Sterile, fluorescent light. I blink. I feel white-washed. It pounds down on me. Sluggishly, pulling me under. And nobody notices, because... who would? I'm in my own world.
"Hey! Kiddo!" Someone's speaking, I whip around trying to detect the voice. "You gon' wait around all day? Or are you gon' get yo ass home to yo mom whose standin', in yo home with a plate o' milk and cookies?" I'm a bit woozy. My lips feel cemented to each other and my mouth tastes like gunk. It takes me a moment to remember where I am. "Kid?" I'm in the newsagents. A copy of the latest issue of the DC comic is propped in my hands. The filmy, glossy cover feels clammy against my course hands. "Kid?!"
"Yeah, yeah, sorry. What?" I glance up at Dennis. Dennis doesn't own the place, I don't think, but he's here all of the time. Just imagine your average cashier. Tallish, broad-shouldered, wiry, bald, chocolate-skinned with the most cackly, hoarse laugh in the room. Today he wears a red jumper and a silver watch. Jumper? In the middle of Summer? I know, right? But he says it's cos he's from Jamaica, and it's like tropical over there.
"I said... Whatever."
"It's alright. Tell me."
"Nah, is all good, man." Dennis waves it away and looks down at the counter to finish sorting the loose change. I watch him intently. The clanging, tinkly coins fall into little vaults before he shoves it all away into the till. There's a musty smell of magazines, and unrolled tabacco that sits in packets on the shelf behind Dennis. The newsagent's cozy and worn. By that, I mean it's cramped and falling apart. The pea-green wallpaper can easily be ripped off, a bunch of kids steal snacks regularly off the shelves, there's a drip in the ceiling, even in the middle of the summer. That's not all, I haven't even started on the outside. "So... You gonna buy that?" He points at the DC comic. My grip tightens around the comic.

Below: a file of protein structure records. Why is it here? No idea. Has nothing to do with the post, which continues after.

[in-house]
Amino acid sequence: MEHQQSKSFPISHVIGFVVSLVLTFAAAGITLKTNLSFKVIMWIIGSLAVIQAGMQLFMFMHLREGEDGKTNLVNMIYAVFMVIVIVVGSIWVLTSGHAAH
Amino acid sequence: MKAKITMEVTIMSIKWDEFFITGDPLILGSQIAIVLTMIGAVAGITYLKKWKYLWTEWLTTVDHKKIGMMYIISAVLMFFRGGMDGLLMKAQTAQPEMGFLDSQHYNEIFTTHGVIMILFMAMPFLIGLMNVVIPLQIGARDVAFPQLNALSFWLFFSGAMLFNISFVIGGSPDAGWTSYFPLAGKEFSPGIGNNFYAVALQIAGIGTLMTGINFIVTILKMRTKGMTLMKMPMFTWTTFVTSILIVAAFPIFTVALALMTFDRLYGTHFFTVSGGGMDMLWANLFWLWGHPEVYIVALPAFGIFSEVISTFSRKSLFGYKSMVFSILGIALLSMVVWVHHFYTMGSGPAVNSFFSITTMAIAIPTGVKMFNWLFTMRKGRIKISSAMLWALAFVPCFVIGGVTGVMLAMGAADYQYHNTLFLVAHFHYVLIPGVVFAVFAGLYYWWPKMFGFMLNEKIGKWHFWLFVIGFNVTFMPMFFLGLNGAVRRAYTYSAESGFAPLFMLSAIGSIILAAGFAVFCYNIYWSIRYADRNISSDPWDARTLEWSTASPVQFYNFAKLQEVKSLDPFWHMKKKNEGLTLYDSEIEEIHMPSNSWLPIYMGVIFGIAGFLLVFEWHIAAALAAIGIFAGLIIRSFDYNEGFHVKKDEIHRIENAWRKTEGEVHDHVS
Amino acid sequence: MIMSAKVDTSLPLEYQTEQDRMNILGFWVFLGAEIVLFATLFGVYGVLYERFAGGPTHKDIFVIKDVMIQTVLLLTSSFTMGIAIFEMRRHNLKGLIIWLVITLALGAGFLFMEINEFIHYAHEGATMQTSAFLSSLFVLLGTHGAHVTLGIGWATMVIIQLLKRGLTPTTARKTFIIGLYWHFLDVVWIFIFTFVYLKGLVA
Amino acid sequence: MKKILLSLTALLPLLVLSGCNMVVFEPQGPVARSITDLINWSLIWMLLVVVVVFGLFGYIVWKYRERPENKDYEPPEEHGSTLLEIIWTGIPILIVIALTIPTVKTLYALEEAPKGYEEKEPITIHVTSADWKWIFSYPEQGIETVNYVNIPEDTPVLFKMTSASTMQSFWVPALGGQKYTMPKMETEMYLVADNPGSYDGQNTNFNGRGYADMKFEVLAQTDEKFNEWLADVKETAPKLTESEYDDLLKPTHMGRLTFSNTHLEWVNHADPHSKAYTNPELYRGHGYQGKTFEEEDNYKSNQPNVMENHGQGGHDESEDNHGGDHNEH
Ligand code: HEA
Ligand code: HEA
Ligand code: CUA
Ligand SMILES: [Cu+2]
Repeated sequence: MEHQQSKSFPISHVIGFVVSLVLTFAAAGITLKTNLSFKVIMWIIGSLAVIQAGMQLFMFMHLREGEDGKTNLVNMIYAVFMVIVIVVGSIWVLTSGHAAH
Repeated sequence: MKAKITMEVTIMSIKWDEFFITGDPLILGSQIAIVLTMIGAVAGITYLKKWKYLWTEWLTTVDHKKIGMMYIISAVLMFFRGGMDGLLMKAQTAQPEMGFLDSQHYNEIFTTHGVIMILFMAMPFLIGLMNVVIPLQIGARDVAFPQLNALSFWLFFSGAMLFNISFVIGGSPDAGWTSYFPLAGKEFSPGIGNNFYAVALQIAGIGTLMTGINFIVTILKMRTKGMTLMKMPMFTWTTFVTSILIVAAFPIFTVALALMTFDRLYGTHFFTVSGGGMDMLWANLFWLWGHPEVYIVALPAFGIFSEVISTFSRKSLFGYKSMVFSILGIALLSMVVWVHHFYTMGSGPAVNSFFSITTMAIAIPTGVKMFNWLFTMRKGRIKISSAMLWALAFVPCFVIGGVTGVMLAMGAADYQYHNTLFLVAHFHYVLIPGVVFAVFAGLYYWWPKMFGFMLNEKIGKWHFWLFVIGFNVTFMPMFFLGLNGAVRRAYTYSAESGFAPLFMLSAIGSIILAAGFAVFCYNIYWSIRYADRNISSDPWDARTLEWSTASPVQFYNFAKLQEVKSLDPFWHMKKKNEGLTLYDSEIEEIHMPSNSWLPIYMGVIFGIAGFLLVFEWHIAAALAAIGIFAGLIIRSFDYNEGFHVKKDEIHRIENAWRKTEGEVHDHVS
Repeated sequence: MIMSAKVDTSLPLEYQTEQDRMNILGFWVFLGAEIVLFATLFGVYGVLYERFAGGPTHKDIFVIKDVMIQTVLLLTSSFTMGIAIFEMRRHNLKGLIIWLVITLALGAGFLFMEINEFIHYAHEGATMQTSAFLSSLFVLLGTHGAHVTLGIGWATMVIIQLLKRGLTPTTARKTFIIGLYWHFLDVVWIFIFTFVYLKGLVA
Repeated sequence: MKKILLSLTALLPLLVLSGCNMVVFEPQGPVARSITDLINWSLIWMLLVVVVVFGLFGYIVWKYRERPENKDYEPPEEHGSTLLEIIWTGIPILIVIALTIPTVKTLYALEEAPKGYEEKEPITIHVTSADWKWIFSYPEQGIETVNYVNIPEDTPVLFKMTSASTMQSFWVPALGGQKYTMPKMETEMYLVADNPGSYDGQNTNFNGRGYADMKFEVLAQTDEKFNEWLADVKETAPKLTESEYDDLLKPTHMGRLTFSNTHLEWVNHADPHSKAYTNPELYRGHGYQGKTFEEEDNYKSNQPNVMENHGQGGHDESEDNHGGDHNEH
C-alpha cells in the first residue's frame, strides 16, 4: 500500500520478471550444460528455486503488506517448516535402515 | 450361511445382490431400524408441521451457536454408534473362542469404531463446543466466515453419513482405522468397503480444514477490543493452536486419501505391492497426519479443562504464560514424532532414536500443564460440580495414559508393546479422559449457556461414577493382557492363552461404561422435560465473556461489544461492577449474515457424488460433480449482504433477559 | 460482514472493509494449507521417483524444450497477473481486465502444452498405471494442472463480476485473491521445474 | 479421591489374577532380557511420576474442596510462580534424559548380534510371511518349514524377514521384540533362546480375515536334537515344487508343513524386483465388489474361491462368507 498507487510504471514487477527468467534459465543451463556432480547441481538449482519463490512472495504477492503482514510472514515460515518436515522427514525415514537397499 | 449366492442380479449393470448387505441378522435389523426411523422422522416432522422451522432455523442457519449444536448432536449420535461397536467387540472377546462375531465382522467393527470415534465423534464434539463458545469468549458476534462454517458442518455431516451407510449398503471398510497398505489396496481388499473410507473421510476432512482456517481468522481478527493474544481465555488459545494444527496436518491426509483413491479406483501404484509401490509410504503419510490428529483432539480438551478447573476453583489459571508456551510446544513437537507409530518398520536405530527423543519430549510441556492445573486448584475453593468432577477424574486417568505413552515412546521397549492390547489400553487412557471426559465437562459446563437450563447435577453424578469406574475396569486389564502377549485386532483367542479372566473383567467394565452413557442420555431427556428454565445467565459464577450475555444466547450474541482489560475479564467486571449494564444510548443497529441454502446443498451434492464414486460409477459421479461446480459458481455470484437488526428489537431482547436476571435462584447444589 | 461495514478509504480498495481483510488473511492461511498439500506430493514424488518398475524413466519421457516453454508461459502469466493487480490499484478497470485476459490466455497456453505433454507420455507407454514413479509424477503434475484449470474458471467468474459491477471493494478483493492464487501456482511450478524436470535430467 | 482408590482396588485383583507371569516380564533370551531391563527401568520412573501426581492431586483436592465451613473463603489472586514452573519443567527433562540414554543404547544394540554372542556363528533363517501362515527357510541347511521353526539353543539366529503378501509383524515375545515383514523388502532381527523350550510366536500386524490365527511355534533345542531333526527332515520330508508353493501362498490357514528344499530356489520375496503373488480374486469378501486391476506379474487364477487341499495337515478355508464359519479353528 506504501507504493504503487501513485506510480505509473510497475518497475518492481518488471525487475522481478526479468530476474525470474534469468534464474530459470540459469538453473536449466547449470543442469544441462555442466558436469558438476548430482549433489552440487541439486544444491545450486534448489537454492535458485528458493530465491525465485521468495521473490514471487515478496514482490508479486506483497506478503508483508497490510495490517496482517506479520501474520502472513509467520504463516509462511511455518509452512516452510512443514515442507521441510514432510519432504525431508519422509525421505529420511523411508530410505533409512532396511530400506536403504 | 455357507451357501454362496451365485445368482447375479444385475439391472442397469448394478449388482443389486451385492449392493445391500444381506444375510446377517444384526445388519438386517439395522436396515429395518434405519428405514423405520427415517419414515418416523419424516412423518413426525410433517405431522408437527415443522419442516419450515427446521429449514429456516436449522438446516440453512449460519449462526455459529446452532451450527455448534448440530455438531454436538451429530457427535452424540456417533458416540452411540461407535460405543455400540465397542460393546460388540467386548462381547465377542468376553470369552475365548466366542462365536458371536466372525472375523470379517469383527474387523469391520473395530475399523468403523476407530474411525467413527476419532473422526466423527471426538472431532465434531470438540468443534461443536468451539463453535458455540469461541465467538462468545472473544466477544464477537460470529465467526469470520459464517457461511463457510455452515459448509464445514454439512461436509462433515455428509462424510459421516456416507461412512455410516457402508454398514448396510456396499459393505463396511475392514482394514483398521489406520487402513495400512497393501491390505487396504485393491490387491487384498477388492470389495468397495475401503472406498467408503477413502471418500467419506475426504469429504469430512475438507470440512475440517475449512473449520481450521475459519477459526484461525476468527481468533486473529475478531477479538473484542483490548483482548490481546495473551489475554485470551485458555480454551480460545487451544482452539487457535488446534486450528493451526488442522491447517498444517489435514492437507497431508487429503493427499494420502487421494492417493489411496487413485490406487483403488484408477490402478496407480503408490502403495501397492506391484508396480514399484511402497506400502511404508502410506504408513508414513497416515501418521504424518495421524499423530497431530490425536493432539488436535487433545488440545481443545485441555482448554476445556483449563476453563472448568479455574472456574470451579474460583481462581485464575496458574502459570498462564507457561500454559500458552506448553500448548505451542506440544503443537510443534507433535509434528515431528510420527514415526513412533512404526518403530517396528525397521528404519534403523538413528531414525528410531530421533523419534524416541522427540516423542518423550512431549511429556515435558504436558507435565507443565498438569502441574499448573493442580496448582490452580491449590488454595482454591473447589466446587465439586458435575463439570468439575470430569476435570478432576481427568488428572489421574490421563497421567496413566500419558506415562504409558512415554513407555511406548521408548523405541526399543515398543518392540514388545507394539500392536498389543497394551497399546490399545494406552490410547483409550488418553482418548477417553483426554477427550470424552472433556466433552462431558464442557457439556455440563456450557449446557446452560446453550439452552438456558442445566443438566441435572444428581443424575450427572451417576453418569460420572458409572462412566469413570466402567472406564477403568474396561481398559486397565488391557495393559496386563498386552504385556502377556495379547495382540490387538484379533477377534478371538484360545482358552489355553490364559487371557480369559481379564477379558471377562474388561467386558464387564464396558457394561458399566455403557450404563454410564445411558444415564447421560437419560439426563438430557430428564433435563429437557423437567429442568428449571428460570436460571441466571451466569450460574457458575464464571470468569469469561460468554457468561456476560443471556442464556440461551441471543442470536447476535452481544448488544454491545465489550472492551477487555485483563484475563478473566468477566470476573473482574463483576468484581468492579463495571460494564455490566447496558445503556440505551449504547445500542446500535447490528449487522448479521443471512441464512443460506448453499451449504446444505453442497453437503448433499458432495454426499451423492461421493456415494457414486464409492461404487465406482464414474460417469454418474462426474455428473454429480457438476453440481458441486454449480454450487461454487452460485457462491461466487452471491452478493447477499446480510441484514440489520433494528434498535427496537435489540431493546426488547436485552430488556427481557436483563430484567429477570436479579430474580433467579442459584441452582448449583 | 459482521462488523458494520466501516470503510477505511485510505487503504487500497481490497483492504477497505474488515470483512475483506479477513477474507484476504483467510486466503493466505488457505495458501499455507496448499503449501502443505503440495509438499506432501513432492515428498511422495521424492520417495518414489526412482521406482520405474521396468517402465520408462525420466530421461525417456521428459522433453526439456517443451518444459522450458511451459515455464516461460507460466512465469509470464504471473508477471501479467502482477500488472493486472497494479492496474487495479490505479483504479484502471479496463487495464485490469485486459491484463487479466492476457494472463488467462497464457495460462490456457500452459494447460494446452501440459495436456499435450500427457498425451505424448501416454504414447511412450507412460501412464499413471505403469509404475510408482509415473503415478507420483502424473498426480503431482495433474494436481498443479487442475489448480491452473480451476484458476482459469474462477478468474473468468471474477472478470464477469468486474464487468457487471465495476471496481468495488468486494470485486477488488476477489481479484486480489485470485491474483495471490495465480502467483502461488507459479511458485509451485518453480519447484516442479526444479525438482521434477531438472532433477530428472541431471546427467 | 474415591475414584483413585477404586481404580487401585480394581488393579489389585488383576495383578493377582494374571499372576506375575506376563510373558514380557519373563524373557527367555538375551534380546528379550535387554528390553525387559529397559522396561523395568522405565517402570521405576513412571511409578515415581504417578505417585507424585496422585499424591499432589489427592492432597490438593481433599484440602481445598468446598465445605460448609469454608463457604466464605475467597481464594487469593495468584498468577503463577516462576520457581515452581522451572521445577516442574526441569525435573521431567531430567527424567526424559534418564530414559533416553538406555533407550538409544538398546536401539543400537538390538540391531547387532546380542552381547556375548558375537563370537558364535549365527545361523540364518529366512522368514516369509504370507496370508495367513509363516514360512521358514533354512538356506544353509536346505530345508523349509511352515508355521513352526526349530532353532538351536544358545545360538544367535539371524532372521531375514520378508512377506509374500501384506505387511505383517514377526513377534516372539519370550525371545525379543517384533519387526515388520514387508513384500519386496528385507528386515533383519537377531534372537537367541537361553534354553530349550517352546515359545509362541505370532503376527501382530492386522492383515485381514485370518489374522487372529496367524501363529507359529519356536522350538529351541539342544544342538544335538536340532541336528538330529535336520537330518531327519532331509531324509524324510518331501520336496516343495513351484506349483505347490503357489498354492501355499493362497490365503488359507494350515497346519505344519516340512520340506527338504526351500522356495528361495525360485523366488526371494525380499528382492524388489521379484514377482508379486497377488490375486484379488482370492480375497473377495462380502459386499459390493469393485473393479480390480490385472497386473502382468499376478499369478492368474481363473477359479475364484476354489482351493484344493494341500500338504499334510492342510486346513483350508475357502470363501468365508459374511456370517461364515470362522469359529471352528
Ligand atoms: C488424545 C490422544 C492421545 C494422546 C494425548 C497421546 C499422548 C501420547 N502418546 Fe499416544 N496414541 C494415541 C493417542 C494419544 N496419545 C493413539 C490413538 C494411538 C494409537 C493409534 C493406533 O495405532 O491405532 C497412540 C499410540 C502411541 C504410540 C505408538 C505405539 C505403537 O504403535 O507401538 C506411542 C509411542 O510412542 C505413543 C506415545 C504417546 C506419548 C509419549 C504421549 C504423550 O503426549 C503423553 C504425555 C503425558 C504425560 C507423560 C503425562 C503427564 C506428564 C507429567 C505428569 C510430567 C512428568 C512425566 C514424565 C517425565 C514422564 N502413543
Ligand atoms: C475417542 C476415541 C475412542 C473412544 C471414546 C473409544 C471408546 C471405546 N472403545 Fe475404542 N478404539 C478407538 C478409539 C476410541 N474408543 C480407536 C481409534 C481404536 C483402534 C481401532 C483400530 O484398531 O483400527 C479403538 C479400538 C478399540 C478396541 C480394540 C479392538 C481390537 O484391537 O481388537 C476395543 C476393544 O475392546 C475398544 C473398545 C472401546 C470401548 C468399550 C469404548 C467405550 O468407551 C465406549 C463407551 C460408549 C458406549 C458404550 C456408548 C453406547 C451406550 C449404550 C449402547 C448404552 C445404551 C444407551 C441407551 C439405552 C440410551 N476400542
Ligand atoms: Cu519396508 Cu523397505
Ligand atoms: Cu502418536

"Umm... yeah." I shuffle toward him.
He raises his eyebrows. "That’ll be $1.99"
"Right." I dig my hands deep into the pits of my pockets, resurfacing with a handful of coins, a piece of gum, and a glinty piece of tinsel. His eyebrows knit, half smiling.
"Boy, why you come at me with all this?" He gestures at the clutter on the counter. "I asked for $1.99 dude, not the contents of your mother's purse."
"Yeah, sorry." I bite the inside of my cheek and feel as the outside flames up. My fingers lace together behind me and I press my palms together, waiting for them to sweat up. He doesn't move. I don't move. Then he clicks his tongue.